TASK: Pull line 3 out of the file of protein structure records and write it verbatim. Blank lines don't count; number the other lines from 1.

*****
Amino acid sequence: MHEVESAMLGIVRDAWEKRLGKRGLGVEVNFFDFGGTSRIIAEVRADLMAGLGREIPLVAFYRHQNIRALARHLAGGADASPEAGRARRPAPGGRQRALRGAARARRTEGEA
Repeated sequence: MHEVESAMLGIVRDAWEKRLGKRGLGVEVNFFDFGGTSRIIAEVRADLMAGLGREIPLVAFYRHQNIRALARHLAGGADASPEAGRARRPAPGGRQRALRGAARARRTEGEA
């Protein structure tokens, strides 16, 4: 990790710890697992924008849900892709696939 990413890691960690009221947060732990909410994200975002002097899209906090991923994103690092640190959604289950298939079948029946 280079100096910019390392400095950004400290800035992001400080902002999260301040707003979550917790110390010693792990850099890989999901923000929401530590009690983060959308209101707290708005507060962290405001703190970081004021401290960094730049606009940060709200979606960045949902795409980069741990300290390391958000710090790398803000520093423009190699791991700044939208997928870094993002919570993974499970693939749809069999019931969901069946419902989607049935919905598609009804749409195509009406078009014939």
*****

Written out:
């Protein structure tokens, strides 16, 4: 990790710890697992924008849900892709696939 990413890691960690009221947060732990909410994200975002002097899209906090991923994103690092640190959604289950298939079948029946 280079100096910019390392400095950004400290800035992001400080902002999260301040707003979550917790110390010693792990850099890989999901923000929401530590009690983060959308209101707290708005507060962290405001703190970081004021401290960094730049606009940060709200979606960045949902795409980069741990300290390391958000710090790398803000520093423009190699791991700044939208997928870094993002919570993974499970693939749809069999019931969901069946419902989607049935919905598609009804749409195509009406078009014939």